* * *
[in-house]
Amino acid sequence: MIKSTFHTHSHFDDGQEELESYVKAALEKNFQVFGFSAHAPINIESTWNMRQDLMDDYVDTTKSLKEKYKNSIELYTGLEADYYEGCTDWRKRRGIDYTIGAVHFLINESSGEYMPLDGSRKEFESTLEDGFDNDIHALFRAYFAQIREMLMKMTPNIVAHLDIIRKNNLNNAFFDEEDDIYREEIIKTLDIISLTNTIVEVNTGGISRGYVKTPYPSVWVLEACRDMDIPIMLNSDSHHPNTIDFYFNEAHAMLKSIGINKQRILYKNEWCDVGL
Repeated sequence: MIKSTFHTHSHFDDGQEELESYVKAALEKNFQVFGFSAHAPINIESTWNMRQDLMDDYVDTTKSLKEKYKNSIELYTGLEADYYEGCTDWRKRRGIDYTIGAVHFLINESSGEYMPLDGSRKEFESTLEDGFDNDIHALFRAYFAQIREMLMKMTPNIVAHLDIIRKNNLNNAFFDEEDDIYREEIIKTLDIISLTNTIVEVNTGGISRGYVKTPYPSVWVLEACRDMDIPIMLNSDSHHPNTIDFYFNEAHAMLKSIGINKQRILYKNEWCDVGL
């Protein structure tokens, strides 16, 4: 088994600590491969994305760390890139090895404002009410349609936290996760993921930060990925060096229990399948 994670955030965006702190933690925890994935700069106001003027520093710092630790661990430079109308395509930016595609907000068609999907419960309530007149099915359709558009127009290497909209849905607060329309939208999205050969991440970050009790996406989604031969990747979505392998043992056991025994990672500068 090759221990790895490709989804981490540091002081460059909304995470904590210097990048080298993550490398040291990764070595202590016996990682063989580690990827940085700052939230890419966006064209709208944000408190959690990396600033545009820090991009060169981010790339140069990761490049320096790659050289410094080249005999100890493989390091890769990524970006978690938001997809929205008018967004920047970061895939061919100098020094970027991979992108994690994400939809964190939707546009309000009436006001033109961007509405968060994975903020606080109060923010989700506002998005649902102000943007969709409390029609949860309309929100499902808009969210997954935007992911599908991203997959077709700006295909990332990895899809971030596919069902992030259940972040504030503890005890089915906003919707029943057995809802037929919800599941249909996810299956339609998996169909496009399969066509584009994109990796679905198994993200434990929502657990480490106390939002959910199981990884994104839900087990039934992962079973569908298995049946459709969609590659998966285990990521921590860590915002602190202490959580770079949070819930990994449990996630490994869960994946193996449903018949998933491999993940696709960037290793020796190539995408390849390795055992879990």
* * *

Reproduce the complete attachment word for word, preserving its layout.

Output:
[in-house]
Amino acid sequence: MIKSTFHTHSHFDDGQEELESYVKAALEKNFQVFGFSAHAPINIESTWNMRQDLMDDYVDTTKSLKEKYKNSIELYTGLEADYYEGCTDWRKRRGIDYTIGAVHFLINESSGEYMPLDGSRKEFESTLEDGFDNDIHALFRAYFAQIREMLMKMTPNIVAHLDIIRKNNLNNAFFDEEDDIYREEIIKTLDIISLTNTIVEVNTGGISRGYVKTPYPSVWVLEACRDMDIPIMLNSDSHHPNTIDFYFNEAHAMLKSIGINKQRILYKNEWCDVGL
Repeated sequence: MIKSTFHTHSHFDDGQEELESYVKAALEKNFQVFGFSAHAPINIESTWNMRQDLMDDYVDTTKSLKEKYKNSIELYTGLEADYYEGCTDWRKRRGIDYTIGAVHFLINESSGEYMPLDGSRKEFESTLEDGFDNDIHALFRAYFAQIREMLMKMTPNIVAHLDIIRKNNLNNAFFDEEDDIYREEIIKTLDIISLTNTIVEVNTGGISRGYVKTPYPSVWVLEACRDMDIPIMLNSDSHHPNTIDFYFNEAHAMLKSIGINKQRILYKNEWCDVGL
């Protein structure tokens, strides 16, 4: 088994600590491969994305760390890139090895404002009410349609936290996760993921930060990925060096229990399948 994670955030965006702190933690925890994935700069106001003027520093710092630790661990430079109308395509930016595609907000068609999907419960309530007149099915359709558009127009290497909209849905607060329309939208999205050969991440970050009790996406989604031969990747979505392998043992056991025994990672500068 090759221990790895490709989804981490540091002081460059909304995470904590210097990048080298993550490398040291990764070595202590016996990682063989580690990827940085700052939230890419966006064209709208944000408190959690990396600033545009820090991009060169981010790339140069990761490049320096790659050289410094080249005999100890493989390091890769990524970006978690938001997809929205008018967004920047970061895939061919100098020094970027991979992108994690994400939809964190939707546009309000009436006001033109961007509405968060994975903020606080109060923010989700506002998005649902102000943007969709409390029609949860309309929100499902808009969210997954935007992911599908991203997959077709700006295909990332990895899809971030596919069902992030259940972040504030503890005890089915906003919707029943057995809802037929919800599941249909996810299956339609998996169909496009399969066509584009994109990796679905198994993200434990929502657990480490106390939002959910199981990884994104839900087990039934992962079973569908298995049946459709969609590659998966285990990521921590860590915002602190202490959580770079949070819930990994449990996630490994869960994946193996449903018949998933491999993940696709960037290793020796190539995408390849390795055992879990």